People of color are disproportionately affected by covid-19. Yet they are underrepresented in vaccine trials.

Karen Bass, a Democrat, represents California’s 37th District in the House of Representatives and is chair of the Congressional Black Caucus.

Six months into our battle against covid-19, the disease has killed more than 181,000 Americans, and the pandemic continues to disproportionately affect communities of color. Black AmericansLatinosAsian Pacific Islanders and Native Americans are significantly more likely than White Americans to be diagnosed with covid-19, be hospitalized over it and die of the disease.

Despite these appalling trends, the most promising covid-19 vaccine trials are reportedly failing to recruit participants of color. This threatens the trials’ validity, since vaccine candidates can vary in effectiveness across different racial and ethnic groups. It is also potentially catastrophic for people of color, who are disproportionately represented among front-line and essential workers — and who are suffering the worst health and economic effects of this pandemic.

Facing criticism, pharmaceutical executives appear to be scrambling to assure the public that people of color will be well represented in vaccine trials. Too much is at stake to not get this right.

The National Institutes of Health and the companies working on stage-three vaccine trials must urgently recruit Black, Latino, Native American and Asian Pacific Islander participants, using strategies endorsed and supported by the communities they are targeting. Pharmaceutical companies must not be allowed to hide data by lumping racial and ethnic groups together: Disaggregated data on enrollments by age, gender, race and ethnicity should regularly be made available to Congress and the public before the trials begin. And vaccines should only be made available to the public if they have been proved effective for everyone, in trials that represent the true diversity of our nation.

Americans of color have reason to be wary of participating in medical research. For centuries, medical researchers and practitioners experimented on patients of color without their consent. The four-decade Tuskegee experiment misled poor Black men in Alabama into believing they were being treated for syphilis while researchers were merely keeping tabs on them until they died, so their bodies could be autopsied. Even after the discovery of penicillin, U.S. Public Health Service doctors and nurses administered only aspirin and placebos.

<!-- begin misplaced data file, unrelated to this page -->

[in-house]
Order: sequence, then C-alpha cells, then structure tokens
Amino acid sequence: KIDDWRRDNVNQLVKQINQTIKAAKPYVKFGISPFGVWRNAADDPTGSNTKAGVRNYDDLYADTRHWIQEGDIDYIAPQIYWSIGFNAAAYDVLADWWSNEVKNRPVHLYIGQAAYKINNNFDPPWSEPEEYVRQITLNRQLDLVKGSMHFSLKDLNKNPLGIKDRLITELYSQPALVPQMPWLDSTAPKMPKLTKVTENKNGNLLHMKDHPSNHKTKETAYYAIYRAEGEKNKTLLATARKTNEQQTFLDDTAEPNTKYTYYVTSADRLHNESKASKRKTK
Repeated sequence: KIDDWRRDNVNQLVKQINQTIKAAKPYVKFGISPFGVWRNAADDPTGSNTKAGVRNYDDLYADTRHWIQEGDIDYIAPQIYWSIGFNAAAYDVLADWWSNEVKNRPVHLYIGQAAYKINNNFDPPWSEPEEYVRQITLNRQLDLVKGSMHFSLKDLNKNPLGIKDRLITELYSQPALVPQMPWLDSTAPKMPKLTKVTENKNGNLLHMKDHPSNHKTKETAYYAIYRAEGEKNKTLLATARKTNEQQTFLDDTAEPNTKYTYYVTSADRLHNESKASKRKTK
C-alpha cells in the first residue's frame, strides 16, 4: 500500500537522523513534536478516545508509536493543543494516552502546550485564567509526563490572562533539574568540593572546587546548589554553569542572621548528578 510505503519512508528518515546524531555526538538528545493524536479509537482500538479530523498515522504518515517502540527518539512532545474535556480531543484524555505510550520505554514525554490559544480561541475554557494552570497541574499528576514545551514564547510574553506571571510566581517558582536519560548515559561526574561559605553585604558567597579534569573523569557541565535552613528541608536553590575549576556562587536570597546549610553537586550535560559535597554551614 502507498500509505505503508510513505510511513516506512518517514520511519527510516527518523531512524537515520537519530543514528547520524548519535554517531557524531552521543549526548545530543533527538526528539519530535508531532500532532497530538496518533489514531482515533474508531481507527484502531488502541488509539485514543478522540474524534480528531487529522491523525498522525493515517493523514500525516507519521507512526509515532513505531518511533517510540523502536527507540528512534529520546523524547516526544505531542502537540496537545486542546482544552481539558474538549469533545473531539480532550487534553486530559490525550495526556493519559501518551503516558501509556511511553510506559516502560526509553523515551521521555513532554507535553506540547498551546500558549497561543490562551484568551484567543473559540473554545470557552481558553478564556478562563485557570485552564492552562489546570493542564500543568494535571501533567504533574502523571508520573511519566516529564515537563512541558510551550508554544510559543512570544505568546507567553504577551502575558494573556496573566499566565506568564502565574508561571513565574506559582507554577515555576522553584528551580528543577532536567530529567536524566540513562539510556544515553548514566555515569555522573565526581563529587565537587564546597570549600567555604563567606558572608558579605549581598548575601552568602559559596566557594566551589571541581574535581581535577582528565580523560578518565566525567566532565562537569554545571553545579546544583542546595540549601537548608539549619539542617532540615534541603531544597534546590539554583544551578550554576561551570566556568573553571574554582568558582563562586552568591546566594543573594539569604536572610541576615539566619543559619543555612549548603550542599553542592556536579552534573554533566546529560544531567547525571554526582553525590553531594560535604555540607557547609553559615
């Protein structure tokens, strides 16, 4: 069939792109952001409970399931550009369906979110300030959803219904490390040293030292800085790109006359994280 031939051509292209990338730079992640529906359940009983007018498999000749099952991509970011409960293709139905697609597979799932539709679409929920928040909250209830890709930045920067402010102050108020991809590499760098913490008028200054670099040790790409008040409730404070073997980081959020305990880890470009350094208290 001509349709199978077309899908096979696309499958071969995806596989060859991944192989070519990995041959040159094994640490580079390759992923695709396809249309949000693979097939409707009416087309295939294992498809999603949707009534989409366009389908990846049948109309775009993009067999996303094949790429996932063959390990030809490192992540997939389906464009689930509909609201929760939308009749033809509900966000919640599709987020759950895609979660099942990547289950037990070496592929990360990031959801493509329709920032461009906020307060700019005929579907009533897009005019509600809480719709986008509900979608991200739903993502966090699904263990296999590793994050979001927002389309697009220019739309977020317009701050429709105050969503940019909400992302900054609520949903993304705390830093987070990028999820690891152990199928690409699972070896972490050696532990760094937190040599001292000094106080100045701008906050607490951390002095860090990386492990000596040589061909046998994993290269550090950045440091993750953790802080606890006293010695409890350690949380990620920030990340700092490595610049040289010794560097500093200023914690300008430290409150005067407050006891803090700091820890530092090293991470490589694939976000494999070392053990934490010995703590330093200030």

There are other, less infamous examples of racist medical experimentation. As many as 1 in 4 Native American women and girls were sterilized without their consent by the Indian Health Service in the 1960s and 1970s — going under the knife to have their tonsils removed and emerging without their reproductive organs. Unknown thousands of Black women and girls suffered involuntary hysterectomies during the 20th century, including civil rights icon Fannie Lou Hamer.

More recently, in my hometown of Los Angeles, researchers gave Black and Latino babies as much as 500 times the approved dosage of the experimental EZ measles vaccine between 1989 and 1991 — even though the vaccine had been linked to hundreds of deaths in developing countries. Parents were not told that the vaccine was experimental or that their children were intentionally being given overdoses.

The only way to overcome this history is for medical researchers to meaningfully involve communities of color at every stage of the process. Black Americans and Latinos are still significantly less likely than non-Hispanic Whites to be enrolled in clinical trials. Those running the covid-19 vaccine trials must break down the social and economic barriers that can keep people of color from taking part.

The NIH and pharmaceutical companies must partner with trusted community organizations; those messengers can take the lead on recruiting and enrolling more Black, Latino and Native American trial participants. Targeted outreach includes providing meaningful funding for the community organizations to hold information sessions and answer questions. Provisions to support and fund aggressive, targeted outreach and interventions for testing, treatment and any eventual vaccine for the communities of color suffering most from covid-19 were included in the Heroes Act that the House passed in May. The Senate has yet to take up the legislation.

Pharmaceutical companies and NIH can make it easier for people of color to enroll in vaccine trials by extending clinic hours to evenings and weekends, reimbursing or providing vouchers to help cover transportation costs, and providing consent forms and other enrollment materials in languages other than English. At every step, researchers must counteract our nation’s legacy of medical abuse by being utterly transparent: clearly communicating risks and making sure patients understand how the data collected is being used.

Until covid-19 is under control, lives will remain disrupted — with kids out of school, parents out of work, and thousands falling ill and dying. Since the Trump administration has failed to contain the spread of the coronavirus — and shows no interest in learning from its mistakes — the pressure is on to develop vaccines that are safe and effective for everyone. If vaccines are not effective for those most at risk from covid-19, we will have failed all over again.

There’s still a chance for the NIH and pharmaceutical companies to get it right. We are watching to make sure they do.

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